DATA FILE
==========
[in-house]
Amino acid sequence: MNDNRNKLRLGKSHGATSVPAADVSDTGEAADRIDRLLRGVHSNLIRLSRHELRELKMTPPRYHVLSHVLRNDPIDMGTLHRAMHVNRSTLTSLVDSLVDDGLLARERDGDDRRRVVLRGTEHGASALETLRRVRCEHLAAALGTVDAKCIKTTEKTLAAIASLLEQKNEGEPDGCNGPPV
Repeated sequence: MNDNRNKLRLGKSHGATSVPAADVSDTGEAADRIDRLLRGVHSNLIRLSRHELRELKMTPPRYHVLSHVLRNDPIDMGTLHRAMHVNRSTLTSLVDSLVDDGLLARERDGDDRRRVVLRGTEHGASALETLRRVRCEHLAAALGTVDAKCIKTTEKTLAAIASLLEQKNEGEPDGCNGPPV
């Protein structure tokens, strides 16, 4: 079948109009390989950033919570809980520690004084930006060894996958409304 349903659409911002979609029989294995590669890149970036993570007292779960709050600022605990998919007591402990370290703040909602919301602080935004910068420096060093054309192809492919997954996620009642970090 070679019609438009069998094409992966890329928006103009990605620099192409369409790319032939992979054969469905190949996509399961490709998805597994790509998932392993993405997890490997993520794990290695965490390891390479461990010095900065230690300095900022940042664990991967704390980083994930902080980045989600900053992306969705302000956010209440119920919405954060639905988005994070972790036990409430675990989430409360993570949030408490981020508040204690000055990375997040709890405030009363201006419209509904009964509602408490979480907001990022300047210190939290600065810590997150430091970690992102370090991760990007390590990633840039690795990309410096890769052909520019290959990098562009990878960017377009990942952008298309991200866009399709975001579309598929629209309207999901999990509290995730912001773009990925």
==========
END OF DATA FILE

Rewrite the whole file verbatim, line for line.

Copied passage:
[in-house]
Amino acid sequence: MNDNRNKLRLGKSHGATSVPAADVSDTGEAADRIDRLLRGVHSNLIRLSRHELRELKMTPPRYHVLSHVLRNDPIDMGTLHRAMHVNRSTLTSLVDSLVDDGLLARERDGDDRRRVVLRGTEHGASALETLRRVRCEHLAAALGTVDAKCIKTTEKTLAAIASLLEQKNEGEPDGCNGPPV
Repeated sequence: MNDNRNKLRLGKSHGATSVPAADVSDTGEAADRIDRLLRGVHSNLIRLSRHELRELKMTPPRYHVLSHVLRNDPIDMGTLHRAMHVNRSTLTSLVDSLVDDGLLARERDGDDRRRVVLRGTEHGASALETLRRVRCEHLAAALGTVDAKCIKTTEKTLAAIASLLEQKNEGEPDGCNGPPV
């Protein structure tokens, strides 16, 4: 079948109009390989950033919570809980520690004084930006060894996958409304 349903659409911002979609029989294995590669890149970036993570007292779960709050600022605990998919007591402990370290703040909602919301602080935004910068420096060093054309192809492919997954996620009642970090 070679019609438009069998094409992966890329928006103009990605620099192409369409790319032939992979054969469905190949996509399961490709998805597994790509998932392993993405997890490997993520794990290695965490390891390479461990010095900065230690300095900022940042664990991967704390980083994930902080980045989600900053992306969705302000956010209440119920919405954060639905988005994070972790036990409430675990989430409360993570949030408490981020508040204690000055990375997040709890405030009363201006419209509904009964509602408490979480907001990022300047210190939290600065810590997150430091970690992102370090991760990007390590990633840039690795990309410096890769052909520019290959990098562009990878960017377009990942952008298309991200866009399709975001579309598929629209309207999901999990509290995730912001773009990925």